Bird Cage Liners – The Good, the Bad, And The, Just Really Bad
This question always seems to pop up when bird enthusiasts just get started in the care and keeping of their feathered friends. What cage liner is best to use? What is the cheapest method, and which is the safest? There are so many products (some misleading) that it can certainly lead you in obscure, not to mention, potentially hazardous, directions. Let’s separate the fact from the fiction.
When first deciding what sort of liner to use, consider your cage. Is the tray an odd shape? Does your cage have a grate to prevent your bird from tracking around the bottom? Can the bird reach the bottom, even with the grate? The answers to these questions will help determine which sort of liner is best suited for your situation. You want to pick a liner that can be easily examined, as a change in your birds droppings can be an indicator of illness. You want to choose a product that will make it easy to see the consistence, color, shape, and number of droppings. You also want a liner that will be easy to maintain, and will not allow droppings, water, or other messy substances to permeate and cause potential mold issues.
Common beddings on the market nowadays include:
Corn Cob Bedding while often marketed for pets and birds in particular, it can cause more hazard then harm. Because it is so absorbent, it can easily mold. The dust that comes along with the corn cob also has the potential to create respiratory issues in sensitive birds. If you bird has any access to his cage bottom at all, corn cob can pose a hazard if your bird accidentally ingests any of it.
Walnut Shells are another bedding type that is easy to come by, and at one time or another has been recommended as OK for birds. Walnut shells when eaten can irritate and inflame organs, causing discomfort, or even internal damage. Walnut shells are not recommended for avians.
Cedar Shavings can contain ingredients and natural oils that are toxic to birds. Their thick aroma can cause respiratory discomfort, causing allergic symptoms and irritation of the digestive track. Any sort of shaving is also not ideal for ‘broody’ or ‘nesty’ female birds.
Pine Shavings unlike cedar are not toxic and quite often used as nesting material for birds. We suggest using pine shavings for nesting material, but not a cage birds normal liner for the cage. Shavings can increase hormonal before for female parrots especially if they can have access to the shavings. If eaten, crop impaction is another concern. If your bird is a bather, shavings are not recommended as they can easily harvest mold.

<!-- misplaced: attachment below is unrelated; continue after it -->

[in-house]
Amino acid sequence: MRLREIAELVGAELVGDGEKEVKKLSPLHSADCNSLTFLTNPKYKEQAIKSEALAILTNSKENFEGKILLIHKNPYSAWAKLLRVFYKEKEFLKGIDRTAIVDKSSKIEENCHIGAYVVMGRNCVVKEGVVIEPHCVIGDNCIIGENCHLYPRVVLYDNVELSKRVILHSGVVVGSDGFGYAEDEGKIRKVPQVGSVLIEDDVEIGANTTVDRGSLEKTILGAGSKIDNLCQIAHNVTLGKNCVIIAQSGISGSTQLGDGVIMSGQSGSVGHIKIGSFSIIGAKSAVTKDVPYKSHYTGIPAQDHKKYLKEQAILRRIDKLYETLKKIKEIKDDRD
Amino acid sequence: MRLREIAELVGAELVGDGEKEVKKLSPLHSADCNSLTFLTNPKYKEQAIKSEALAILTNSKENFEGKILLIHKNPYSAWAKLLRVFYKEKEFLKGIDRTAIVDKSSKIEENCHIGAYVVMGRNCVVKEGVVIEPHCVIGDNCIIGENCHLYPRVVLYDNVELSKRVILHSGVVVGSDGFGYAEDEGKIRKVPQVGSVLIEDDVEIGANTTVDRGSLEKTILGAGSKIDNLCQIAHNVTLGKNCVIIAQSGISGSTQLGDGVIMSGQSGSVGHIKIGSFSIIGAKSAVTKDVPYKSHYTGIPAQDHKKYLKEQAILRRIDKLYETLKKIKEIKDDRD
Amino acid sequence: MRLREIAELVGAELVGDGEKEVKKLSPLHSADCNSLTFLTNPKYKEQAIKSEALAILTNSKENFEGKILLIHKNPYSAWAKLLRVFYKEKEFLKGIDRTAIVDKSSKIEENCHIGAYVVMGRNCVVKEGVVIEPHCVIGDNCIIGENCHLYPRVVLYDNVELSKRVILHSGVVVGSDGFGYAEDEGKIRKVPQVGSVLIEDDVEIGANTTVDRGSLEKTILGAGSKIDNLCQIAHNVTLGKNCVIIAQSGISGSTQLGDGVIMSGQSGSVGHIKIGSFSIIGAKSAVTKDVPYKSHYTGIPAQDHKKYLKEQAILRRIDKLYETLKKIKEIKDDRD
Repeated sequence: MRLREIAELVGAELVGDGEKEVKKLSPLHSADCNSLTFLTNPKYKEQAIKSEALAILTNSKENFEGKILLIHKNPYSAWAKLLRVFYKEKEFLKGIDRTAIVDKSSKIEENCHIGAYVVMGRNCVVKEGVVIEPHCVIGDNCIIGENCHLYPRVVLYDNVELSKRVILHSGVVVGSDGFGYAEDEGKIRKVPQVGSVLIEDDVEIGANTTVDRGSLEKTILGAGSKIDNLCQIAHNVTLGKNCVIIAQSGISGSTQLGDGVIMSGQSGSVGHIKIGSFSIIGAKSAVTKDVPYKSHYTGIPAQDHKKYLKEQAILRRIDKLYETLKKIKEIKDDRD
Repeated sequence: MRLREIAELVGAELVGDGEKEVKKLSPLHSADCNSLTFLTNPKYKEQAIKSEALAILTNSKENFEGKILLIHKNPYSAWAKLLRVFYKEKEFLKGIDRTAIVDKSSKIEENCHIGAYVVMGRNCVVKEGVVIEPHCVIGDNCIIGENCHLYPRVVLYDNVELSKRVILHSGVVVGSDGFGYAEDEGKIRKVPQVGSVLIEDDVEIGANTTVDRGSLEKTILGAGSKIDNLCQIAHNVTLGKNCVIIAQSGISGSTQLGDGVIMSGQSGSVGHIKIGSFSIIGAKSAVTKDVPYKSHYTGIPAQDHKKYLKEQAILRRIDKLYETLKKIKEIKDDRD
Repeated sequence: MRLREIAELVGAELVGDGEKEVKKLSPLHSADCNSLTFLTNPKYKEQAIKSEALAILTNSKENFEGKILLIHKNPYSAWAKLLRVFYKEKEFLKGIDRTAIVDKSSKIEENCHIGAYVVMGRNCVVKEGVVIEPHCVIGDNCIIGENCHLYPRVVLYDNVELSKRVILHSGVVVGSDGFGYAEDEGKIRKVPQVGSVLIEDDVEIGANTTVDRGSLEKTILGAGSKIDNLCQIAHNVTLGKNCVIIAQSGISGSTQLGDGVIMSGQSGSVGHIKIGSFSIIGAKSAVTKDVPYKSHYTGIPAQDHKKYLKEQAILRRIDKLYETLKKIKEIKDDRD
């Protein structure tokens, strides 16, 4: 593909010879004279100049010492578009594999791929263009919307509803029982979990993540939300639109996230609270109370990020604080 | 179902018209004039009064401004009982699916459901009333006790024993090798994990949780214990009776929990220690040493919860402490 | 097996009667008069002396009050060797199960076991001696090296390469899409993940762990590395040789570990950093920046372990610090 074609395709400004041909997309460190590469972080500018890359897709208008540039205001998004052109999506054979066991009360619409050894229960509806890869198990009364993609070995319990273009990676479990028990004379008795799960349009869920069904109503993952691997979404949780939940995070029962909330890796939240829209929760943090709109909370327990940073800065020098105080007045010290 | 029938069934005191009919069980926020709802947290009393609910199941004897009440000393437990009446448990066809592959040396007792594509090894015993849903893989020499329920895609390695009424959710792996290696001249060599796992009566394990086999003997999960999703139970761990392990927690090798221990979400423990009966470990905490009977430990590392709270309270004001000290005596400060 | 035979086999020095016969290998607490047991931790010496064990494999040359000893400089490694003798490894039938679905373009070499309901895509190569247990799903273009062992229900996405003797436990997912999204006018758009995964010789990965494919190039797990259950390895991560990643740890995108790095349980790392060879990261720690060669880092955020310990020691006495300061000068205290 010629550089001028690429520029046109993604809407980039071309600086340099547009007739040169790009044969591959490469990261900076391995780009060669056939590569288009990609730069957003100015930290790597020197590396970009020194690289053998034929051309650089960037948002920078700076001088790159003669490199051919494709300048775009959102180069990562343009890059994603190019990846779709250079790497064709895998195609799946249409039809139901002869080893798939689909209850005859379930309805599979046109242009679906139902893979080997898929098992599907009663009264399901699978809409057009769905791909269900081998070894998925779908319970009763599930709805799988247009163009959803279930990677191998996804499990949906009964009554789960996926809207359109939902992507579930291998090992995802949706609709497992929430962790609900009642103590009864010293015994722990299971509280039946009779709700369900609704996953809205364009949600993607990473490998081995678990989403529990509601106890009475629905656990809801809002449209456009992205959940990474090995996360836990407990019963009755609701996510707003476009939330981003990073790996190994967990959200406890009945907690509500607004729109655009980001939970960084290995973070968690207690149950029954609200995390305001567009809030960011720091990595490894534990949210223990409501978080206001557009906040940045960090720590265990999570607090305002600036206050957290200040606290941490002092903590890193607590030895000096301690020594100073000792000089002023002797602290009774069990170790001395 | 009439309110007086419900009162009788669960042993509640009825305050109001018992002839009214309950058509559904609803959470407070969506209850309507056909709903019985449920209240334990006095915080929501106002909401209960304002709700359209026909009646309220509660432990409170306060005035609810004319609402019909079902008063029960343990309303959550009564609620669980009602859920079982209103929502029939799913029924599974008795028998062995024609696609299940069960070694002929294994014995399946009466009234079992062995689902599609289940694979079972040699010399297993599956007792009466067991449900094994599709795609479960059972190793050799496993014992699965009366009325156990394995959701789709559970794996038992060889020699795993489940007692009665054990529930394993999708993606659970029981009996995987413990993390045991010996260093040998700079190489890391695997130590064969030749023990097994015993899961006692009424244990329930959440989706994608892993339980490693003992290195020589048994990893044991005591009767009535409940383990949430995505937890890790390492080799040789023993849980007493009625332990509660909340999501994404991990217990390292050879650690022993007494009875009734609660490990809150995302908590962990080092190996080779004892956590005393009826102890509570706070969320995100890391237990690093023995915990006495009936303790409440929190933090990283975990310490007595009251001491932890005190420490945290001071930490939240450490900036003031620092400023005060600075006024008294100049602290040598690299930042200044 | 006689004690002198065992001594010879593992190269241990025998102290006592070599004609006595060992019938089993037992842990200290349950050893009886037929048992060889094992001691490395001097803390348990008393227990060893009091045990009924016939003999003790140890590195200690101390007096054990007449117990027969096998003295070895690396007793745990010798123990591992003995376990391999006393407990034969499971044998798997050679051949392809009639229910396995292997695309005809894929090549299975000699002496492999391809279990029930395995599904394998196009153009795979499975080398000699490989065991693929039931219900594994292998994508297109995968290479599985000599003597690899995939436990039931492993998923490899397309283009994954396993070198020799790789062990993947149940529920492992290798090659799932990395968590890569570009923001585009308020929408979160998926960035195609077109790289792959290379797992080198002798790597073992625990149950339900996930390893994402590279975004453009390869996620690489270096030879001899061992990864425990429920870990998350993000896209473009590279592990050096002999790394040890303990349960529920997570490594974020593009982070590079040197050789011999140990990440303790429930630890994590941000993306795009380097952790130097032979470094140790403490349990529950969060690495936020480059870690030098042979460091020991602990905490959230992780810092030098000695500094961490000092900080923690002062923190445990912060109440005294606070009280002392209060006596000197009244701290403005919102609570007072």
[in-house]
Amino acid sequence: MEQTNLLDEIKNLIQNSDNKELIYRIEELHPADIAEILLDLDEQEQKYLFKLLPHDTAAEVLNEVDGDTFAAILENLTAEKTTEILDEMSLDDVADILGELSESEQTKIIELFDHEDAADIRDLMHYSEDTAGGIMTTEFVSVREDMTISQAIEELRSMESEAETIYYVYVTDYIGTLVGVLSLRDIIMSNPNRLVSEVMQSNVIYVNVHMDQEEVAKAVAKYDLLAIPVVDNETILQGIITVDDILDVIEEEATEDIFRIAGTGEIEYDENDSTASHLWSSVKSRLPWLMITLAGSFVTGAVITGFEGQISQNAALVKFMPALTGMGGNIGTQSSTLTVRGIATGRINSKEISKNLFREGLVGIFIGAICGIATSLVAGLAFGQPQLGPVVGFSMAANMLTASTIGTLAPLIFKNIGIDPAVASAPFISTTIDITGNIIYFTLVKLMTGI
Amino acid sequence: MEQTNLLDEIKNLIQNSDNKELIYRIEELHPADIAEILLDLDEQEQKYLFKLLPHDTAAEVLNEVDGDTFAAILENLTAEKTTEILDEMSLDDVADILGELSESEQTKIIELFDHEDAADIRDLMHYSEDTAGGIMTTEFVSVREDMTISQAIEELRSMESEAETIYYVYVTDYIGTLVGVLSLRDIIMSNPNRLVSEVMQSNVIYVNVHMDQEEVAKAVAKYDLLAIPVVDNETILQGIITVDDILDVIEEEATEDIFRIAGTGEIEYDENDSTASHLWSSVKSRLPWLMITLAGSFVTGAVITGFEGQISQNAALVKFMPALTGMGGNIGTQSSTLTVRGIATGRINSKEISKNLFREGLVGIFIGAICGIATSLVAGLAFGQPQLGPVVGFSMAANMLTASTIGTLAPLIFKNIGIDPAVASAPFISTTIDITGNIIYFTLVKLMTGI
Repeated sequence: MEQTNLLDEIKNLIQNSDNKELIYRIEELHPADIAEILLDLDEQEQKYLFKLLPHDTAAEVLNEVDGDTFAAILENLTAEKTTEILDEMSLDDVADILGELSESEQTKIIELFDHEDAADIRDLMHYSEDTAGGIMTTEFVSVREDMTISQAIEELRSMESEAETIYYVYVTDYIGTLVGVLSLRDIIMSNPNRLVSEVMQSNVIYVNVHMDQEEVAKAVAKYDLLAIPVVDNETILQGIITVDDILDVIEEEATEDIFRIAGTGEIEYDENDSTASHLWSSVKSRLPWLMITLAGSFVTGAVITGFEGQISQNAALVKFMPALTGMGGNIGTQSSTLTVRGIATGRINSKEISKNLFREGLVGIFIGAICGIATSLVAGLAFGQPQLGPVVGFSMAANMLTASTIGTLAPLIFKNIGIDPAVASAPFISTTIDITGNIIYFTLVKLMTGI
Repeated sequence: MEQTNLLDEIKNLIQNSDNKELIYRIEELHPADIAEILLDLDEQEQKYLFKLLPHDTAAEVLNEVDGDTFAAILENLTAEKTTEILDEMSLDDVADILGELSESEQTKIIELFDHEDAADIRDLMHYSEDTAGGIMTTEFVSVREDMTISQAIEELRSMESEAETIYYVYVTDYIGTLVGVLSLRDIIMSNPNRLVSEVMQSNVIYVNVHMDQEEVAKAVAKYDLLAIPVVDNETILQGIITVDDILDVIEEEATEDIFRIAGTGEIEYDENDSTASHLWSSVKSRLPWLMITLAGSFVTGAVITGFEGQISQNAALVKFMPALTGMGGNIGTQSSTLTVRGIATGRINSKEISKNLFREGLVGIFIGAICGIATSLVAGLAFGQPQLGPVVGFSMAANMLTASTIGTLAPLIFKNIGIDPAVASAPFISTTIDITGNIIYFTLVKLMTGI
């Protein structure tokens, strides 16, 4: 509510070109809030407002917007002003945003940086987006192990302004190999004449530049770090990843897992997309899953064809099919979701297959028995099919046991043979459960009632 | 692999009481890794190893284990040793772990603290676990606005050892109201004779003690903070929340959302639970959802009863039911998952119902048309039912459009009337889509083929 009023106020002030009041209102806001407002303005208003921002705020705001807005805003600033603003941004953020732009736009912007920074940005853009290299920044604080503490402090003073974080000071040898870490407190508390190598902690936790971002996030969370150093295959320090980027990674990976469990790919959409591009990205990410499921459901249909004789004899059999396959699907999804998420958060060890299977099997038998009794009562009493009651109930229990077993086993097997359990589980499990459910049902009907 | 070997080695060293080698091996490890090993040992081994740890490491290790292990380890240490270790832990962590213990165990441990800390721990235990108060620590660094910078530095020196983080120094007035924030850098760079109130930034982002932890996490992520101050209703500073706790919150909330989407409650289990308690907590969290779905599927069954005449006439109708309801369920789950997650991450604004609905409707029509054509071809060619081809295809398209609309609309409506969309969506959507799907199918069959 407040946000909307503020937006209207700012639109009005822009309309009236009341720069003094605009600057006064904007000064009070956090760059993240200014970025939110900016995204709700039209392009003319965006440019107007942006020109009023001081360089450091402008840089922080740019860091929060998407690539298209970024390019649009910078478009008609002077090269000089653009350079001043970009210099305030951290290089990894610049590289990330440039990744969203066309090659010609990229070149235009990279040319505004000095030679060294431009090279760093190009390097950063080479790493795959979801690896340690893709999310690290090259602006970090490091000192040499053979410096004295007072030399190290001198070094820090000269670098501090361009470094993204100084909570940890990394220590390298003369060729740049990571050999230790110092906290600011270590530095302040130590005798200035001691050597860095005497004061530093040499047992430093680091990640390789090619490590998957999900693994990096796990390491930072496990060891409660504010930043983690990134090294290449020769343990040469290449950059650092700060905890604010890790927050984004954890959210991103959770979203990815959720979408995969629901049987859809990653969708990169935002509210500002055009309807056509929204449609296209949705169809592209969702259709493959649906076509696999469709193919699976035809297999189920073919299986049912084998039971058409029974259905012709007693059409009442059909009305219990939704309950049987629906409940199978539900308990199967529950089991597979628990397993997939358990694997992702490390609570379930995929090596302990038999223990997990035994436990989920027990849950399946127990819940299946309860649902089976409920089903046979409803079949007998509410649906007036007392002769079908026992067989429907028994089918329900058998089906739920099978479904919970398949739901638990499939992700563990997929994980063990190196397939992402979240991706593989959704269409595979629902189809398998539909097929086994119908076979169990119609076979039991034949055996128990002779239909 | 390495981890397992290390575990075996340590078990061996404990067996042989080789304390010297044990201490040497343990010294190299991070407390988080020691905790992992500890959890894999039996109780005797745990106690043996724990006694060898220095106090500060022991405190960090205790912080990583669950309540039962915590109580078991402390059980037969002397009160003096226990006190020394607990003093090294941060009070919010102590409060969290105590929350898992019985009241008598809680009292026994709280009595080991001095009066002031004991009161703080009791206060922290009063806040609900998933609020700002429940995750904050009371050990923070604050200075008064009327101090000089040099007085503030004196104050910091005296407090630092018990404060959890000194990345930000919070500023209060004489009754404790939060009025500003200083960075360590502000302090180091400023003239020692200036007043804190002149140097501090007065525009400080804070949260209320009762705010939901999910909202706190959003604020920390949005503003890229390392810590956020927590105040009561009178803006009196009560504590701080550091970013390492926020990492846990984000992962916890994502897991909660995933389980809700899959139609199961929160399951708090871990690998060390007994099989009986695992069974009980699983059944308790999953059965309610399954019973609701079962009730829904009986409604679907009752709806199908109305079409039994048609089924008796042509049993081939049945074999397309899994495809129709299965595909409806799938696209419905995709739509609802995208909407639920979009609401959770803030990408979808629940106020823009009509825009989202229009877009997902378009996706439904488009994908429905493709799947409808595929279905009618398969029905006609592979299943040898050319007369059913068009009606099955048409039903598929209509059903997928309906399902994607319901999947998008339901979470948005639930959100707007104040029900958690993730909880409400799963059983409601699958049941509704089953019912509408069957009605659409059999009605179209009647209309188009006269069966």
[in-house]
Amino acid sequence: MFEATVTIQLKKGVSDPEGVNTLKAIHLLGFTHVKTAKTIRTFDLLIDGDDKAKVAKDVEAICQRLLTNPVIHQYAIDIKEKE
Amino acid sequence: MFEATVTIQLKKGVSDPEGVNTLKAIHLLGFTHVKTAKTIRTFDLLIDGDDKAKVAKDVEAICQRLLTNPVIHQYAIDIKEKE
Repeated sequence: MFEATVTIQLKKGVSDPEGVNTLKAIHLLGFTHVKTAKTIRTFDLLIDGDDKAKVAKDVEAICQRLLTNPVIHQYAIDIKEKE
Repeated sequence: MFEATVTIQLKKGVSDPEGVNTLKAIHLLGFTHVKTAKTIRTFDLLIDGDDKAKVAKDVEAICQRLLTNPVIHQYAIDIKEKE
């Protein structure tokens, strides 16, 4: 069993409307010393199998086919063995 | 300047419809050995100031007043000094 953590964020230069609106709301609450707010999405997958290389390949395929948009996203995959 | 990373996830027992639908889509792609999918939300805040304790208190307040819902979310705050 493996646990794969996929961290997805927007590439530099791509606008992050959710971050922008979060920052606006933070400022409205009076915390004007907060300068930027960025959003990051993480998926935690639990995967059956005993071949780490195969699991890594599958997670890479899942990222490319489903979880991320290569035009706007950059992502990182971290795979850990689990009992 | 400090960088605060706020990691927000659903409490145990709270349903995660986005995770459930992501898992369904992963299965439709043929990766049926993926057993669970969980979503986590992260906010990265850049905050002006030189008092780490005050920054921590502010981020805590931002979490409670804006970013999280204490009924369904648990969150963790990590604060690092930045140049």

Kitty Litter I’ve heard of few owners using kitty litter in the bottom of the birds cage. The dust factor that is associated with litter alone makes using kitty litter a huge issue. Clumping litter contains ingredients to make the litter swell, sometimes to ten times its normal size, so if ingested it poses a huge health hazard to your bird.
Paper Products is the seemingly all around winner when it comes to cage liners. Easy to come by (I’ve heard owners getting their paper from neighbors, buying end rolls from their local newspaper, and everything in between!) Newspaper is probably the most commonly used liners. In the US, all newspapers use a soy based ink, so its safe for your bird in case it has access to the bottom of his cage. Actually, soy based ink is said to have antibacterial properties, so it’s a healthy way to line your cage and ward off unwanted bacteria. It also has a slim risk for molding, and is easy to clean.
Cage Catchers another bird safe alternative on the market that have recently been getting a lot of praise. They are lightly waxed, custom sized pieces of paper sold in sheets the size of your choice. A wallet friendly alternative to paper, they make cleaning your cage easy and pain free. Cage Catchers, like paper, harbor little possibility for mold and give little opportunity for unwanted bacteria to fester.
Whatever you decide to use, please just make sure what you use is safe for your bird. We’ve heard owners using just about everything in their cages- from paper towels, to aluminum foil (a big no!), to fleece that is swapped out and washed daily. Whatever fits your cage, your budget, and your bird is what will be best for you! We recommend going to cage-catchers.com to check out their product line, or contacting your local newspaper to see if you can strike a bargain for their recyclables, or even the end rolls.
Source by Kelli L